For the moment, though, the issue remains on the table at the summit and talks are continuing, with focus on two elements: the conditions to be imposed upon the recipient country and the mechanism's firepower. A stand-off regarding the first issue has emerged in the last few days, with Angela Merkel hinting that the resources of the state-saving fund are available to all member states as long as the conditions set out in the charter are respected. The terms are very clear: any country that asks for aid from the fund must sign a memorandum of understanding with the EU Commission, which, after sounding out the ECB and the IMF, demands certain commitments in return. For the country benefiting from the aid, this means the arrival of the troika, which is exactly what Italy wants to avoid, as Monti has stated publicly. On the other hand, Italy has asked that the "virtuous" countries, those with certain characteristics (an absence of infraction procedures on public accounts, primary budget surplus, progress in terms of structural reforms etc) be able to receive support from the anti-spread mechanism automatically, therefore every time that interest rates pass a given "ceiling".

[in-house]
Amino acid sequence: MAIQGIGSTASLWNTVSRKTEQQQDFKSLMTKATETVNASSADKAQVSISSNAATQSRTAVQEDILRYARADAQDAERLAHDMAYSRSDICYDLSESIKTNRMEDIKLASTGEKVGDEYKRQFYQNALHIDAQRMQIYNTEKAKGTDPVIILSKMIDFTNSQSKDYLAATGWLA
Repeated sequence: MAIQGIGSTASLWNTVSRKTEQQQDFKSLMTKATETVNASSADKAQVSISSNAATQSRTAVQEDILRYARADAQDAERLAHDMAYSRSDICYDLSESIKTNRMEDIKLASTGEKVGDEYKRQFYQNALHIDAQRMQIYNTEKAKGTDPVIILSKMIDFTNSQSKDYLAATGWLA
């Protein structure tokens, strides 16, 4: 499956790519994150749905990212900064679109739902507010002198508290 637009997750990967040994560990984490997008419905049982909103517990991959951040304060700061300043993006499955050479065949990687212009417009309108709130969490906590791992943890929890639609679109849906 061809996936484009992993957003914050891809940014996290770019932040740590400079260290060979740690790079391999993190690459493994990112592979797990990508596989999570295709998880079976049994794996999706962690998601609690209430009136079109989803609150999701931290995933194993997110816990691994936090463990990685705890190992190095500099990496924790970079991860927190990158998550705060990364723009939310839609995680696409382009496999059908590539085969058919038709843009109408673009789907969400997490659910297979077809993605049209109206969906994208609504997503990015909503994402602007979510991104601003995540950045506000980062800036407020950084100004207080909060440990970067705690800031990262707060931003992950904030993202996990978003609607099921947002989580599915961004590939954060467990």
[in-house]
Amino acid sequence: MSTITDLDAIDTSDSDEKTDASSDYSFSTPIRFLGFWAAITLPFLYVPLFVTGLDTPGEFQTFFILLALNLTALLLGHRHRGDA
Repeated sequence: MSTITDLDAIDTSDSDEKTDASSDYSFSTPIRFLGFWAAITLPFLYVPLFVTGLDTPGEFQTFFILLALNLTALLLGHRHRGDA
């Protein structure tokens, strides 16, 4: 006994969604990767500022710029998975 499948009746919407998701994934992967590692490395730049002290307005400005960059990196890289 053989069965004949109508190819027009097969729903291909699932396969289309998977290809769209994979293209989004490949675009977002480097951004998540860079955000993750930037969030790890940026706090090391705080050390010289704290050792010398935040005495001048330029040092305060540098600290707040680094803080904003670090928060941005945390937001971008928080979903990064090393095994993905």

The purchase of public bonds on the secondary market by the mechanism would increase demand, and in so doing cool interest rates, with a subsequent fall in the spread, the differential between the bonds of the country in question and the German bund. Diplomatic sources say that Italy is prepared to negotiate on the latter front, particular on the term "compliant", when a country respects certain criteria that make it "virtuous". Berlin, however, is holding firm on its position for the time being.
The other sticking point opposing Rome and Berlin concerns the so-called "munitions". Mario Monti believes that the resources of the state-saving fund (currently the EFSF and soon to be the ESM) are not sufficient. Once all aid already allocated to struggling countries has been deducted, the "firewall" has a total of around 500 billion euros, with other calculations putting the figure at 700 billion. The amount is not huge if speculation is to be stopped and markets reassured. For this reason, Monti would like the European Central Bank to be part of the mechanism.
Italy's proposal on this point has never been released in detail, but different sources suggest two possibilities. One is to leave the ECB the task of buying bonds on the secondary market, giving the fund the role of "guarantor" should problems arise, while the other, to which Berlin has repeatedly expressed its opposition, is to give the fund a "banking licence" that would allow it to take on longer-term refinancing operations (LTROs) from the ECB like any normal bank.
Germany is against this measure, too, viewing it as a ploy to sidestep the ban on the ECB financing states. (ANSAmed).